|1||How do we do a kitchen experiment?||
McGee, Harold, pp. 285-305 and 397-409.Additional reading
Recipe: Lemon cheese (PDF)
McGee, Harold, pp. 36-53.Additional reading
Recipe: Steamed vegetable dumplings
McGee, Harold, pp. 615-617.
Recipe: Chicken oriental (PDF)
McGee, Harold, pp. 82-122, 156, 207-208, and 253.
Recipe: Butterscotch lollipop
McGee, Harold, pp. 409-425 and 608-610.
|6||Your experiment: Muffins||
Recipe: Basic Muffins: Albright, B., and L. Weiner. Mostly Muffins: Quick and Easy Recipes for Over 75 Delicious Muffins and Spreads. New York, NY: St. Martin's Press, 1984, p. 98. ISBN: 9780312549169.
Take a look at the recipe. This is a basic muffin recipe. It is up to you to decide (and bring to class) the "add-ins" that you can put into your muffins. Be creative, you can add in different flours, sweeteners, fruit, nuts, extracts, spices, chocolate, cheese, just to name a few. The only limitation is your imagination.
McGee, Harold, pp. 560-574.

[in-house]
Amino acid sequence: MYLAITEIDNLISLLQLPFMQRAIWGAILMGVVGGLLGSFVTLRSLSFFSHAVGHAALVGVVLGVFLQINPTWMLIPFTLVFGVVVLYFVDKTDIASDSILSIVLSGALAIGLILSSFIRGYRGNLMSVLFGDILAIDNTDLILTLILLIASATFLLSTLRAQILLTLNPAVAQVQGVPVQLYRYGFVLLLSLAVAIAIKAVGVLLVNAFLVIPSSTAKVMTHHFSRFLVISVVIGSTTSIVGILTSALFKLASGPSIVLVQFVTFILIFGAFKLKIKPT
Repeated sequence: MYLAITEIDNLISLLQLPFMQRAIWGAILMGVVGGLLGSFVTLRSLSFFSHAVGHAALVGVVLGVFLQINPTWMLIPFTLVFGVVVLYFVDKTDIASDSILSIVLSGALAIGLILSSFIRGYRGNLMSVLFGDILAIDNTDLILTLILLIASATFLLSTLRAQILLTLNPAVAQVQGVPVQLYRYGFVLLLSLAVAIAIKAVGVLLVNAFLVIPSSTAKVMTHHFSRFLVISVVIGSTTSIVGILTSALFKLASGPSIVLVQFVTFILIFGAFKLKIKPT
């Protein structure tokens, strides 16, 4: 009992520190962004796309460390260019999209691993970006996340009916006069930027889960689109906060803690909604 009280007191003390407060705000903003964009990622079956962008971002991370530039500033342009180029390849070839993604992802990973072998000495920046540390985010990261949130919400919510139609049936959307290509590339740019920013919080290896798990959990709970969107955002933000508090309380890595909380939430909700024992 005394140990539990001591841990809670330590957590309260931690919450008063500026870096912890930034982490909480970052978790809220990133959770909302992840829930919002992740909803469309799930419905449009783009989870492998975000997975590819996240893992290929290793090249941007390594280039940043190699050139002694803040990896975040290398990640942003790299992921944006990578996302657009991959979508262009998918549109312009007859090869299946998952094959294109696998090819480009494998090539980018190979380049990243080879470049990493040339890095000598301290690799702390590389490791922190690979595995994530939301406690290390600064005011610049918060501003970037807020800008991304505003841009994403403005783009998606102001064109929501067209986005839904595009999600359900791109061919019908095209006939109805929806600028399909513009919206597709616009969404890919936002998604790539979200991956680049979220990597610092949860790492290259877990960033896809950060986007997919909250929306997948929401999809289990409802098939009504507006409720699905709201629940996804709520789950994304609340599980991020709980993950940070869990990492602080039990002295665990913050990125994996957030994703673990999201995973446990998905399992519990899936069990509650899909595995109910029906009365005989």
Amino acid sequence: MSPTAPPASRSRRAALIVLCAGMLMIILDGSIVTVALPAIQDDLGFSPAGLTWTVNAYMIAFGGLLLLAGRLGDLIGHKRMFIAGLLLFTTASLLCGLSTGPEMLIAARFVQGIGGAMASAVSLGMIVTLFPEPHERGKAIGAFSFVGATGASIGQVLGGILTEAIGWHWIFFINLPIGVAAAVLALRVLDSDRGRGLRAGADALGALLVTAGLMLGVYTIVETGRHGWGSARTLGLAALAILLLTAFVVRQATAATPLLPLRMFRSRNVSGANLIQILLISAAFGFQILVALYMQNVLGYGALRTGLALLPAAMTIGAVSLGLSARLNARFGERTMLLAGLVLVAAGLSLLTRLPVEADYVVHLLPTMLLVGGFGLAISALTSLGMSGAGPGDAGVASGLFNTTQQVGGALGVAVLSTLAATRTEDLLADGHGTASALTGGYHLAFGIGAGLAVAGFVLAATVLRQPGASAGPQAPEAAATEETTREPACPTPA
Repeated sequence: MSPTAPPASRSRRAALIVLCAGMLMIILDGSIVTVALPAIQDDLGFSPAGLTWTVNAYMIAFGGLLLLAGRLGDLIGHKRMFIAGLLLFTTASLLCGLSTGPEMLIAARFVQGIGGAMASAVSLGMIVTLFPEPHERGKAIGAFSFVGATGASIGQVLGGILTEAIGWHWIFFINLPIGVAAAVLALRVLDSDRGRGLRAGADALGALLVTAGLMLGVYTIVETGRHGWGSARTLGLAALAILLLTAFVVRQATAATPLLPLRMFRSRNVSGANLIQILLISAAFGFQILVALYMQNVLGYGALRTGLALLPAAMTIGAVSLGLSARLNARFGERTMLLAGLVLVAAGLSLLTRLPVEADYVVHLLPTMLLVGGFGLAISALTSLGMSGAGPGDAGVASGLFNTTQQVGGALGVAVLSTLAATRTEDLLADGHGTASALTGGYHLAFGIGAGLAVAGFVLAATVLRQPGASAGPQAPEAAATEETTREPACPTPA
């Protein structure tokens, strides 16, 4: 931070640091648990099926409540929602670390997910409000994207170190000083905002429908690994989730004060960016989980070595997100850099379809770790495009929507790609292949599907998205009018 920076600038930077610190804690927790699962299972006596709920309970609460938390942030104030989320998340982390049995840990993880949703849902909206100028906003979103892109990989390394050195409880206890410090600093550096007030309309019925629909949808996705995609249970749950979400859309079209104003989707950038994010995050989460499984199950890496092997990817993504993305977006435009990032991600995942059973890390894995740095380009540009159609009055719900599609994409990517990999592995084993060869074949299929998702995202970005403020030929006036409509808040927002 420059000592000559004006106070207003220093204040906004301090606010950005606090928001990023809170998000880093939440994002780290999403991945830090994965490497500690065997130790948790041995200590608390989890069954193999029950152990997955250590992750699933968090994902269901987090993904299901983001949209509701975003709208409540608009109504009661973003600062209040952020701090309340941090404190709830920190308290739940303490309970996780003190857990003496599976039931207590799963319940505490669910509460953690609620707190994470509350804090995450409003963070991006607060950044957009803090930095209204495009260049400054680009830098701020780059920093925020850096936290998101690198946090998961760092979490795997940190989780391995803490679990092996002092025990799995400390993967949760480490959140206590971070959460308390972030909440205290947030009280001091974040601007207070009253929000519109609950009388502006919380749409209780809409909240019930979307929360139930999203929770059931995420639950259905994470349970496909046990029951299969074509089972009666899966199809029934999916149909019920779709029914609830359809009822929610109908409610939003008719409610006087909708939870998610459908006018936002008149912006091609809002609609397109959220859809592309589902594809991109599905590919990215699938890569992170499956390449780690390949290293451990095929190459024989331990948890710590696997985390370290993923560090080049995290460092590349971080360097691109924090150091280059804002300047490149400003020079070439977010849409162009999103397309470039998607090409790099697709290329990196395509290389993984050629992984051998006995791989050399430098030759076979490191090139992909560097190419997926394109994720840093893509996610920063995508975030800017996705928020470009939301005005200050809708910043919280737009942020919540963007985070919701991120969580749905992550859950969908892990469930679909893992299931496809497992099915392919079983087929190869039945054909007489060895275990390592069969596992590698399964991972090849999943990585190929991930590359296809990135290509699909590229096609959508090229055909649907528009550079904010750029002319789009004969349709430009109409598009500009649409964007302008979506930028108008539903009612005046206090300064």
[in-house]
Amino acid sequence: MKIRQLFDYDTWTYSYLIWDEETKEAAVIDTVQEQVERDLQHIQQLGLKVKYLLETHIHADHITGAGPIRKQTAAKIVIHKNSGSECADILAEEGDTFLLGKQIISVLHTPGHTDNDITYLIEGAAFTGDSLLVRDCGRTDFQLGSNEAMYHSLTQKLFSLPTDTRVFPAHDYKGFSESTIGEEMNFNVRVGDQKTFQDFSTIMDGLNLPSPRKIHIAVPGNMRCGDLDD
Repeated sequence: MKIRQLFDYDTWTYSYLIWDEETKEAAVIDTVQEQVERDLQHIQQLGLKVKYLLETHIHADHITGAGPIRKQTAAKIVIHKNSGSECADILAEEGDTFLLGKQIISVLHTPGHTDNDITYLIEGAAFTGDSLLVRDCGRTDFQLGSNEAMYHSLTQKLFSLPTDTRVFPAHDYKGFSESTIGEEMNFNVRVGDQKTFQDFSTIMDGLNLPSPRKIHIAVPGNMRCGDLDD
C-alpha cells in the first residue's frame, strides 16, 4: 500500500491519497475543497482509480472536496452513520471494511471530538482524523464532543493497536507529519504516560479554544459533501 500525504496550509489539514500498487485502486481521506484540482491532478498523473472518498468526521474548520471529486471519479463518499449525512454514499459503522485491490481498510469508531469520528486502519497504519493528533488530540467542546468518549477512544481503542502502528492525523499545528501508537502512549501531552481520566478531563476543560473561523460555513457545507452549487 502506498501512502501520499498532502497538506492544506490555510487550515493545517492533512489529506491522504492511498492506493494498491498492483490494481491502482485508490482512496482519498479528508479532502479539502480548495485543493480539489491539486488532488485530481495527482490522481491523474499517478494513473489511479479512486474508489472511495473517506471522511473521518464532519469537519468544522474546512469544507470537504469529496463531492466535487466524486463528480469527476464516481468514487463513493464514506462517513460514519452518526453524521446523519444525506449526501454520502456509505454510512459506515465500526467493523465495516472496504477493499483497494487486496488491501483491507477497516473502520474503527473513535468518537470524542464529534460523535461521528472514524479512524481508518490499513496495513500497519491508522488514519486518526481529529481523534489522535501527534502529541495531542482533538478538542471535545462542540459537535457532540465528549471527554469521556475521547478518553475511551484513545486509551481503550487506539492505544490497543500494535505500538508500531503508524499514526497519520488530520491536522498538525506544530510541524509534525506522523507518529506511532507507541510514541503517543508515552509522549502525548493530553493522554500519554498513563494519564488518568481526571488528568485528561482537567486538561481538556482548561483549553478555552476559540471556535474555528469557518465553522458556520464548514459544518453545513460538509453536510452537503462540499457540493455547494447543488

Recipe: Root beer
McGee, Harold, pp. 466-481, 505-507, and 160.Additional reading
|8||Make your own cake recipe||
You are going to design a cake recipe. All purpose flour, white sugar, eggs, baking powder and vanilla will be supplied. If you need anything else you will need to bring it.
McGee, Harold, pp. 321-326.
Recipe: Ice cream (PDF)
McGee, Harold, pp. 23-31.Additional reading
Recipe: Fruit pizzaAdditional reading
|11||Peer teaching||You are the teacher this week. You need to bring 1-3 friends to class to teach them some chemical/cooking principle. You can teach them one of the "experiments" we did in class, or pick one of your favourite recipes. The purpose of the class is to get your student(s) to think about cooking from a scientific point of view. Feel free to assign your student reading assignments, either in the book or on the Web.|
Today we will have a discussion of food safety and barbecueing.Additional reading